Permit Battle Looms for Waste-Spreading on Farm Fields

by | Feb 22, 2013

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Environmental Land Management, an Austin, Minn.,-based company, wants to spread up to 19,000 tons a year of byproduct from a John Morrell hog processing plant onto farm fields in South Dakota.

The firm has applied for a conditional use permit to put the dried, treated wastewater byproduct, which currently goes to the landfill, onto farm fields, reported the Argus Leader. The Minnehaha County planning commission will consider the permit application on Monday.

The county planning commission is recommending the permit be denied, saying its proposed use has a potential for odors, additional heavy traffic to transport the material and would be a nuisance for surrounding properties, the AP reported.

ELM execs argue the byproduct is a valuable free fertilizer supplement that “looks like coffee grounds” and does not have an odor.

ELM, which was once based in Boulder, Colo., has worked with Hormel Foods Corp for years to reuse its waste byproduct and spread it on farm fields. The company spreads the fertilizer product for free and charges the generating company, in this case Hormel, a fee, which is still less than what it would pay to send the waste to a landfill, according to ELM.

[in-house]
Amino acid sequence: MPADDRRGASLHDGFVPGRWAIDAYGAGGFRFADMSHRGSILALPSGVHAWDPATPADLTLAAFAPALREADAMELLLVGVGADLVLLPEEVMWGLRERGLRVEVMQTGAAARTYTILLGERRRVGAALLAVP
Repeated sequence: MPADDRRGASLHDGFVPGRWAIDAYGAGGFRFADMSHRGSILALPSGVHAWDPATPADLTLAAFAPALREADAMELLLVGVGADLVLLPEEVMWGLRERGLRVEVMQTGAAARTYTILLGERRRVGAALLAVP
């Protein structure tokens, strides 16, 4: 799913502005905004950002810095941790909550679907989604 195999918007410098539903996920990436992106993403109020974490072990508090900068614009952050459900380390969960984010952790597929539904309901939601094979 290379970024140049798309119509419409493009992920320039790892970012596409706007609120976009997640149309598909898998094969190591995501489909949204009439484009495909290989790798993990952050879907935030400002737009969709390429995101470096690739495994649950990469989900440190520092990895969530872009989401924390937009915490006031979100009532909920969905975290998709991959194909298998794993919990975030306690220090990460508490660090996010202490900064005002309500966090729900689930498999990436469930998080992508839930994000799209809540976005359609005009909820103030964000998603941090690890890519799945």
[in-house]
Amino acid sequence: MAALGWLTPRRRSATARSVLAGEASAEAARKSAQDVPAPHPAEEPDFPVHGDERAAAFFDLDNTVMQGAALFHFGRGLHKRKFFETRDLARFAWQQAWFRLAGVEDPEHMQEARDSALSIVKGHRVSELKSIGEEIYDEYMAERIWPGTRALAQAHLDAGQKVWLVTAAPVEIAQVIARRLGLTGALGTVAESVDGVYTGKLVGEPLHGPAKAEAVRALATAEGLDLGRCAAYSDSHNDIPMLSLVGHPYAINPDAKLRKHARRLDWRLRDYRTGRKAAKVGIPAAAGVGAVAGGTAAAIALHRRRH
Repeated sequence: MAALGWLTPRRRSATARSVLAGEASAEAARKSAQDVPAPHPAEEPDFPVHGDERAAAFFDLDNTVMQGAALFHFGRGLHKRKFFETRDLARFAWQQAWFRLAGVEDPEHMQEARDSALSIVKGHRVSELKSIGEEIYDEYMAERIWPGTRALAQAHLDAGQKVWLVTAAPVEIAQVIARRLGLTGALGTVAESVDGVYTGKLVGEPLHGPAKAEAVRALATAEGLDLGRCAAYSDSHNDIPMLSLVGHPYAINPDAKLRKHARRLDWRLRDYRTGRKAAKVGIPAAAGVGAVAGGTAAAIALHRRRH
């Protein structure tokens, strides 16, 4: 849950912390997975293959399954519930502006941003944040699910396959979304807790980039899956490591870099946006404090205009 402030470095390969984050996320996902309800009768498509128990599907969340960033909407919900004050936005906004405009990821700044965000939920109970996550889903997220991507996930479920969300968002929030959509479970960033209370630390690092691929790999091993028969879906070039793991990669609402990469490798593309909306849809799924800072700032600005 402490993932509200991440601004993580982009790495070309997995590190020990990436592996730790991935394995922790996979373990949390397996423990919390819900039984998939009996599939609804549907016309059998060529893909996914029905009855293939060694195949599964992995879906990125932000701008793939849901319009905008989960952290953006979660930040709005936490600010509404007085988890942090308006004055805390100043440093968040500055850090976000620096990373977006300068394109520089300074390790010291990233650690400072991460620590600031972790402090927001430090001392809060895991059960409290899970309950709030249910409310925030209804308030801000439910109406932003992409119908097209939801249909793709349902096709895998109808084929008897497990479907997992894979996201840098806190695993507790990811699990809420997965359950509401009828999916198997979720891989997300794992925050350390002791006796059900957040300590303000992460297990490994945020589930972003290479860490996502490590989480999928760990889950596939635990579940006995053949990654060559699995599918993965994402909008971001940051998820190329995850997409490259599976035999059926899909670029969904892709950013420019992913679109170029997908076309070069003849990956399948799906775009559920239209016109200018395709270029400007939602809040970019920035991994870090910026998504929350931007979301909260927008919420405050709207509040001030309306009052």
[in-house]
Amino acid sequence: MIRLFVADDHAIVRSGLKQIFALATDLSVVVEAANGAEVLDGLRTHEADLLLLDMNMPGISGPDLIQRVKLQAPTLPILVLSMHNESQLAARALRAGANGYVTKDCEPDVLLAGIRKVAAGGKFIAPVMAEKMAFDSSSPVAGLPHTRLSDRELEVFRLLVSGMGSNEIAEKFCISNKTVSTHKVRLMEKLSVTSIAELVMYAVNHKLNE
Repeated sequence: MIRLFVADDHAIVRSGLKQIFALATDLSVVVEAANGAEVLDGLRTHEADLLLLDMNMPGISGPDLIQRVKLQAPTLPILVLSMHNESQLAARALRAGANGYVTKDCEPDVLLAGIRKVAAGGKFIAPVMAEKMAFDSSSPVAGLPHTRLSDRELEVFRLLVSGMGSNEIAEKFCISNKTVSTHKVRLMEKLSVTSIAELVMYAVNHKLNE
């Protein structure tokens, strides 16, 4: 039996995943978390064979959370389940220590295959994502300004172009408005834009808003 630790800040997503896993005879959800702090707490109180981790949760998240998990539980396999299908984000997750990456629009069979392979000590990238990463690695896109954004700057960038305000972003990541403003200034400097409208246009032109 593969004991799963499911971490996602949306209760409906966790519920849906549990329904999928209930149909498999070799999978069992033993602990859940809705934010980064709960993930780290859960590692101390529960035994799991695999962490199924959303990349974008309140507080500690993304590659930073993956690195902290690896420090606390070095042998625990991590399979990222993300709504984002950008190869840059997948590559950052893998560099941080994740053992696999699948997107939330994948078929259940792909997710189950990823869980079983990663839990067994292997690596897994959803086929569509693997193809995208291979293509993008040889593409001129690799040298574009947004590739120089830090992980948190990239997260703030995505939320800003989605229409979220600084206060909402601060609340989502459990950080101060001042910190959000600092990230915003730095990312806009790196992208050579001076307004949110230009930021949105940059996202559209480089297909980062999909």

Hormel diverted more than 72 percent of waste in 2011 from its landfill through recycling and land-spreading of byproducts, which farmers use as soil nutrients, according to its 2011 corporate responsibility report.

Companies are finding a variety of ways to put wastewater to productive use, some of it more controversial than others. Ameresco and the Philadelphia Water Department announced last year they will design, build and maintain a $47.5 million wastewater biogas-to-energy facility capable of generating 5.6 MW of power and reducing PWD’s energy costs by more than $12 million over 16 years.

Arizona Snowbowl has launched a more controversial plan. The ski resort has been using sewage effluent for snow-making, though a report has found that the system is a potential breeding ground for antibiotic-resistant bacteria.

Meanwhile, Kansas City’s Water Services department has generated $2.1 million in net income over the past six years by reusing human waste as fertilizer on its own city-run biofuel farm – turning an expense into a revenue generator.

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